Gerrymander Gazette: End of the Year is Near Edition

Welcome to the last Gerrymander Gazette of the year! Let’s see where things stand on the redistricting front as we prepare for (hopefully) a little rest and the start of 2023.

  • Check out our own Kathay Feng on MSNBC discussing what’s at stake in Moore v. Harper, an attack on checks and balances in which legislators are seeking to strip state courts of any power to stop politicians from manipulating congressional maps. See just one example from Colorado of how this case could impact important state reforms across the country.
  • The North Carolina Supreme Court struck down North Carolina Senate districts after ruling that the legislature’s remedial districts again violated the state’s prohibition against partisan gerrymandering. The court also affirmed the lower court’s decision to strike down the legislature’s interim congressional map and upheld the North Carolina House map.
  • And in even more happy North Carolina news, Gov. Roy Cooper has appointed Allison Riggs to the North Carolina Court of Appeals. As the co-executive director of Southern Coalition for Social Justice, Riggs has represented Common Cause and many others in voting and civil rights litigation, including our successful challenge to North Carolina’s congressional map at the heart of Moore v. Harper.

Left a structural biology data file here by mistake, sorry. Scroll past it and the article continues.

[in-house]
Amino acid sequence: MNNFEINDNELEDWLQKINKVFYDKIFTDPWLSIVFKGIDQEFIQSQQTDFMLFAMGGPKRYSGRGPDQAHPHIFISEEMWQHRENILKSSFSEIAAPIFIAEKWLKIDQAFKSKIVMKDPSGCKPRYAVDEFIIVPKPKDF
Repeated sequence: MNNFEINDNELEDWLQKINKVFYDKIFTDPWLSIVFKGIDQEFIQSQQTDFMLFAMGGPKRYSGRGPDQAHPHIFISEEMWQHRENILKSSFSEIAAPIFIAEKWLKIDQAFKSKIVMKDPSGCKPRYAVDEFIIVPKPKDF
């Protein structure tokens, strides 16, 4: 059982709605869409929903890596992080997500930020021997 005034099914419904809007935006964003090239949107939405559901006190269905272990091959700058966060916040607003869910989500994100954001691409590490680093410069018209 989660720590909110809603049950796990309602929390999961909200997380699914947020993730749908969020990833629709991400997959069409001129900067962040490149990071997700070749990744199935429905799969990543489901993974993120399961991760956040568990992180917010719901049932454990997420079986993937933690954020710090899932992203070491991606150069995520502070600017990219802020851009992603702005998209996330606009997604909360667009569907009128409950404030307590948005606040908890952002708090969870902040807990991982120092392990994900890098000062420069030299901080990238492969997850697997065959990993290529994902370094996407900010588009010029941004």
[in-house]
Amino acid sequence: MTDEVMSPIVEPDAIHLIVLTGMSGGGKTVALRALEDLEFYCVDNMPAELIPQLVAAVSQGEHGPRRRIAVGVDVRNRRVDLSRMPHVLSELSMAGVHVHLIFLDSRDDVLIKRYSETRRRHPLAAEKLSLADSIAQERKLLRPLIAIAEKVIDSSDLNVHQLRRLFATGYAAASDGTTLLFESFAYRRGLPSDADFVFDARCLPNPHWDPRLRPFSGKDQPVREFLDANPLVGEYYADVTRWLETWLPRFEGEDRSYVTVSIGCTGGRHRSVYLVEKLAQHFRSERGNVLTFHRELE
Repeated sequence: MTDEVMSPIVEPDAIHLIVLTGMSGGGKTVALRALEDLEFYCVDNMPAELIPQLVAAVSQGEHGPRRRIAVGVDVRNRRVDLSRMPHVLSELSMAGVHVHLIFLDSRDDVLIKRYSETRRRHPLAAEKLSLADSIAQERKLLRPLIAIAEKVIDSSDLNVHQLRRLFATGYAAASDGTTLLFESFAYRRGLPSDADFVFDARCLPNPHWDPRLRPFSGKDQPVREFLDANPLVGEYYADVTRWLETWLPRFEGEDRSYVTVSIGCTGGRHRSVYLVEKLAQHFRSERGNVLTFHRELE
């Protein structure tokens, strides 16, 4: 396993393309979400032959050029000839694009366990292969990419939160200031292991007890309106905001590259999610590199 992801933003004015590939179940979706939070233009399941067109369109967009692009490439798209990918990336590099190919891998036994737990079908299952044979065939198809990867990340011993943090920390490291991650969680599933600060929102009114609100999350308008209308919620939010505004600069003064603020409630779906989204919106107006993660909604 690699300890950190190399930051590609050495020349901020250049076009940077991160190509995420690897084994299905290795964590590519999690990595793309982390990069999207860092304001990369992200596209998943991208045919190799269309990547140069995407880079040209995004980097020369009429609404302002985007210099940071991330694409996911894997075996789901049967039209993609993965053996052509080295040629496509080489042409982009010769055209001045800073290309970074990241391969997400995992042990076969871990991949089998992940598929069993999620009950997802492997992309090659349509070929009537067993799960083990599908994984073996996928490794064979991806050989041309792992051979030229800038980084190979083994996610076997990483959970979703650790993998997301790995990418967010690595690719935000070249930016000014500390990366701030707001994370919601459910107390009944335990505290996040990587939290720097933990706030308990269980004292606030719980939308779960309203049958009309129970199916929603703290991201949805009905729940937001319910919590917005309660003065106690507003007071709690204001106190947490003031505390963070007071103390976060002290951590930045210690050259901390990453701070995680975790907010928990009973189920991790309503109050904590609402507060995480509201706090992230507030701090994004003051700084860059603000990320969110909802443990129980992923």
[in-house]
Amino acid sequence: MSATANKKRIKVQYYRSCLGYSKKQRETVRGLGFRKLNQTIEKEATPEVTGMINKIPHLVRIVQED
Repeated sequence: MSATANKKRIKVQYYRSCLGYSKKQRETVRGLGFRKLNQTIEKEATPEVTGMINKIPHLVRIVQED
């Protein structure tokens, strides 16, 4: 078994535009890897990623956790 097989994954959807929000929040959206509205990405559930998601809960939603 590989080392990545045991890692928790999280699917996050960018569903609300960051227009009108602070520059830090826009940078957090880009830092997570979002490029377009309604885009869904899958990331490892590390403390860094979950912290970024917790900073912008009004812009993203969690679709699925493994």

• Ohio Secretary of State Frank LaRose is pushing legislation to make it harder for Ohioans to use the ballot initiative process to stop gerrymandering in the state. The Columbus Dispatch weighs in against this effort.
  • In New Mexico, state Rep. Natalie Figueroa has proposed a bill to create a new redistricting commission that would significantly reduce the legislature’s influence over the process. Despite maps drawn by a citizen advisory redistricting commission with input from the public, the legislature focused most of their energy this cycle on protecting incumbents.
  • Plaintiffs arguing that Jacksonville, Florida’s city council map illegally discriminated against the city’s Black residents prevailed when a federal district court ruled against the city. The court selected one of the plaintiffs’ remedial maps to replace the illegal map.
  • Washington’s politician-appointed redistricting commission settled a lawsuit by agreeing to pay $40,000 to a plaintiff who accused the commission of withholding and destroying text messages in violation of the state’s Public Records Act.
  • Retiring Ohio Supreme Court Chief Justice Maureen O’Conner describes why she didn’t hold the Ohio Redistricting Commission in contempt of court and discusses her next act: supporting an effort to amend the Ohio Constitution to create an independent citizens redistricting commission in the state.
  • Montana’s redistricting commission will hold a public hearing this week on state legislative maps. Democrats and Republicans on the politician-appointed commission have disagreed about splitting different cities between districts.

I hope all of you have an amazing and relaxing holiday break!